An Anniston police officer was on life support Wednesday night after being shot while chasing a suspect — and the suspect in that shooting was in police custody after an hours-long manhunt that turned west Anniston inside out.
Police Chief Layton McGrady said Officer Justin Sollohub, 27, was in critical condition in a Birmingham hospital Wednesday afternoon after Sollohub was shot in the head during a foot chase. Ashlee Jones, a childhood friend who visited Sollohub in his hospital room, said the police officer was on life support Wednesday night.
McGrady said he and other officers were at police headquarters Wednesday morning when they heard Sollohub make a radio call about chasing a suspect on foot.
Sollohub had been on routine patrol duty. He stopped his car at about 11 a.m. to get out and talk to a man, McGrady said.
The man fled, McGrady said, and Sollohub sent out a call that he was chasing the man on foot near the intersection of 19th Street and Moore Avenue.
Another officer, in a car, headed to the area, McGrady said.
Then came the call: “officer down.”
None of the police who talked to The Star witnessed the shooting.
But investigators believe Sollohub went around the side of a house and was shot in the head, McGrady said. Police believe Joshua Russell, 25, of Anniston was the man who shot Sollohub. Russell has been charged with attempted murder and will be charged with capital murder if Sollohub dies.
‘No words for it’
News of the shooting stunned Anniston residents. Even before the name of the wounded officer was released, hundreds of local residents posted messages on the Police Department’s Facebook page, saying they would pray for him. Mayor Gene Robinson called the shooting “a terrible situation.”
But for police, there was no time for shock.
“This is our brother in blue,” said Anniston Police Lt. Fred Forsythe. “There’s no words for it.
“Everybody from Anniston is working off pure adrenaline,” he continued. “We all know Sollohub. It’s crazy what’s happened. I haven’t had time to think about it.”
An alphabet soup of law enforcement agencies — including city police and Calhoun County sheriff’s deputies, Alabama State Troopers and U.S. Marshals — descended on the area within hours to search for the shooter.
Police shut down parts of 18th Street, Moore Avenue, 20th Street and other local roads. Law enforcement officers surrounded two overgrown areas — one near the shooting scene and another a few blocks west, at 18th Street and Dooley Avenue.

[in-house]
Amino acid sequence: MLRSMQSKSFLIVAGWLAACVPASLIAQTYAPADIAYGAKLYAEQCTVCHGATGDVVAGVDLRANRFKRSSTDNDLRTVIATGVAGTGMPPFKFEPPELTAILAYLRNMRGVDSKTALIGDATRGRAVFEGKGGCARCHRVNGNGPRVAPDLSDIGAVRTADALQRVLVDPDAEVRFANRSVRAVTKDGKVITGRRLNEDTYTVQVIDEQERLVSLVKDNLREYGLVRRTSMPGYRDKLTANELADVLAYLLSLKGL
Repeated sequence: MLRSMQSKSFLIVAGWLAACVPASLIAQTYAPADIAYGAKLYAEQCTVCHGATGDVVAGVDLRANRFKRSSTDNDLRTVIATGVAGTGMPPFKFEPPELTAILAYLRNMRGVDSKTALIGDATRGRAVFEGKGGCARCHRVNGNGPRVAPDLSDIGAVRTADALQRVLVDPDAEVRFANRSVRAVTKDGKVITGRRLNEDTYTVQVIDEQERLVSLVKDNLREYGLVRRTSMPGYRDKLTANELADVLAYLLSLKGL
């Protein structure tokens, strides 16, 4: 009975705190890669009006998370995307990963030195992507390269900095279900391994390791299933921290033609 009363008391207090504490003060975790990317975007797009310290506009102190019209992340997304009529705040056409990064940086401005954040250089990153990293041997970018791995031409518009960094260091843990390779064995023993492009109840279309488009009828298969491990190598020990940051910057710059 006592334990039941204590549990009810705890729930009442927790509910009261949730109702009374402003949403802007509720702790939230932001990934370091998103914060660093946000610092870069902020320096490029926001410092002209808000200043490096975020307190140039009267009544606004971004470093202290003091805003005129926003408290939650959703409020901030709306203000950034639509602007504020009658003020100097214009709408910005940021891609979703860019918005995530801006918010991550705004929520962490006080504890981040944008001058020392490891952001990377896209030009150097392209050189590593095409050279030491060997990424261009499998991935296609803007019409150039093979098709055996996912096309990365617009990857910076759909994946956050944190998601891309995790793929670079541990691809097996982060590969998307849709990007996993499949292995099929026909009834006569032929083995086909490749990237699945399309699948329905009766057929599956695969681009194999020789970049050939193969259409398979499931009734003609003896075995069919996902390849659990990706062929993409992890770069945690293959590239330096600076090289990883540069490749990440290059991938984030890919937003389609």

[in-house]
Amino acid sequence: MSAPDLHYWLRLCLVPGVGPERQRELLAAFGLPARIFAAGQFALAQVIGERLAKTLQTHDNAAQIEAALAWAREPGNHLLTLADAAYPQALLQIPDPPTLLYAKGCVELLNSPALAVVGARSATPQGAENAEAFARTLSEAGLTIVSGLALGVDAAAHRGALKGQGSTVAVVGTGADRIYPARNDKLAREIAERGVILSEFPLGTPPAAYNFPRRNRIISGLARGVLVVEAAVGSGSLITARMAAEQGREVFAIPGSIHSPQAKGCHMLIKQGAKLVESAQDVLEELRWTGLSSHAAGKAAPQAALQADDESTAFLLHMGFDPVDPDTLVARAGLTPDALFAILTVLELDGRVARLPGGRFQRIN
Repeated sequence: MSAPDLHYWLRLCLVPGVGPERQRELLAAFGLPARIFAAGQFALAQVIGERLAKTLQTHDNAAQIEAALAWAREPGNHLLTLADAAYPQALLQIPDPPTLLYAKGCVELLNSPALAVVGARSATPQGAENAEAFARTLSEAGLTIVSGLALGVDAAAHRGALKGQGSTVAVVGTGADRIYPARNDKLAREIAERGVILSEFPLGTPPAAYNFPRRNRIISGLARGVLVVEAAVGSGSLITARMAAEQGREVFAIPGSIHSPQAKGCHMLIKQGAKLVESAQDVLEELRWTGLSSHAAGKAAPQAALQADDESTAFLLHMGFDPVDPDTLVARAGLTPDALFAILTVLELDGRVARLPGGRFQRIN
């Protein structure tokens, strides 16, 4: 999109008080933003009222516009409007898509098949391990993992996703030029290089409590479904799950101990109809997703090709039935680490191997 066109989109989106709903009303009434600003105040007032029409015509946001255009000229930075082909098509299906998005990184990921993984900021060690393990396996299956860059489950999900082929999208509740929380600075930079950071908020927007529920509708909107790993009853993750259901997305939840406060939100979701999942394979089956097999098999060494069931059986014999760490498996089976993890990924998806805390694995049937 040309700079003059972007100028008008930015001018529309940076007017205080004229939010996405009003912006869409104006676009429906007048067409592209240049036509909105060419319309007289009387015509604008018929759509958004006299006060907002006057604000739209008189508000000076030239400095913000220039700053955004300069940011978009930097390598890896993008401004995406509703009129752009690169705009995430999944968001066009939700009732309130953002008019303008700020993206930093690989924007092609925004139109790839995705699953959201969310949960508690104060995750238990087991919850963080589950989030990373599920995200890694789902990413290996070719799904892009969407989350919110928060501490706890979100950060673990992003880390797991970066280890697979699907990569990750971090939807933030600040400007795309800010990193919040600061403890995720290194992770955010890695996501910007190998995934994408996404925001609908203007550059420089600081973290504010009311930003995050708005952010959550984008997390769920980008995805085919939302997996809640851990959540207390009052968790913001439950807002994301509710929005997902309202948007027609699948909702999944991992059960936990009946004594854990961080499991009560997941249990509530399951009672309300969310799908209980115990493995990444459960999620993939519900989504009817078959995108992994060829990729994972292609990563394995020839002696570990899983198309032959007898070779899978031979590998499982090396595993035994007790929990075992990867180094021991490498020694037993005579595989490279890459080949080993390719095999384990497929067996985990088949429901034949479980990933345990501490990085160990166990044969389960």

Police in helicopters circled overhead to look for signs of the suspect. Armored personnel carriers from the Calhoun County Sheriff’s Office idled in the field across from one of the search areas. U.S. Marshals armed with assault rifles scanned the area as they clung to the sides of an SUV that rolled slowly down 20th Street.
McGrady said the police were intensely searching three west Anniston areas, searching houses and interviewing residents.
Around 6:45 p.m., almost eight hours after the shooting, police found the suspect in a wooded field that was one of the first places they’d looked for him. Police had spent hours in that field earlier Wednesday.
“We just went back over it and found him in that real wooded area,” McGrady said.
The field is located about one block west and three blocks north of the intersection of West 19th Street and McCoy Avenue, the police chief said.
Investigators also recovered the gun they believe Russell used to shoot Sollohub.
Court records show that Russell has pleaded guilty to five felony charges over the past three years, including three guilty pleas to illegal drug distribution.
While the search went on, police did not release the name of a suspect, and for most of the afternoon they released no description.
In the information vacuum, rumors swirled among the local residents who crowded along the streets near the crime scene. Residents offered multiple accounts of the shooting, many of which didn’t match. But no one interviewed by The Star claimed to have seen the shooting firsthand.
“I didn’t hear any shots, but I sure saw a lot of police show up,” said Anniston resident Fred Fomby in a telephone interview. Fomby lives on Moore Avenue, less than a block from the scene of the shooting.
Fomby said he was staying in his house with the doors locked.
Kristen Klug, who works at nearby Yung Lam Jewelers, said Wednesday morning she and her co-workers locked the doors of the store and planned to wait out the manhunt.
Two schools — Randolph Park Elementary and Cobb Elementary — are within blocks of the shooting scene. Schools Superintendent Joan Frazier said she ordered all city schools put on lockdown after the shooting. County schools in Wellborn and Saks, areas close to the shooting scene, were also under “soft lockdown,” a less-stringent security status, school officials said. The YMCA restricted foot traffic to one front door during the time of the search.
Sollohub has not been with the Anniston Police Department long, having graduated from the Northeast Alabama Police Academy in 2009. In September he tried out for and made the department’s Special Response Team. He attended Jacksonville High School and Jacksonville State University.
The photos on his Facebook page depict a fun-loving young man, showing off a fish he caught, posing with a grin alongside other officers in body armor.
His last post before the shooting: “Man I hope today is better than yesterday.”
Reporting by Brian Anderson, Ben Cunningham, Laura Johnson, Tim Lockette, Trent Penny, Cameron Steele and Bill Wilson.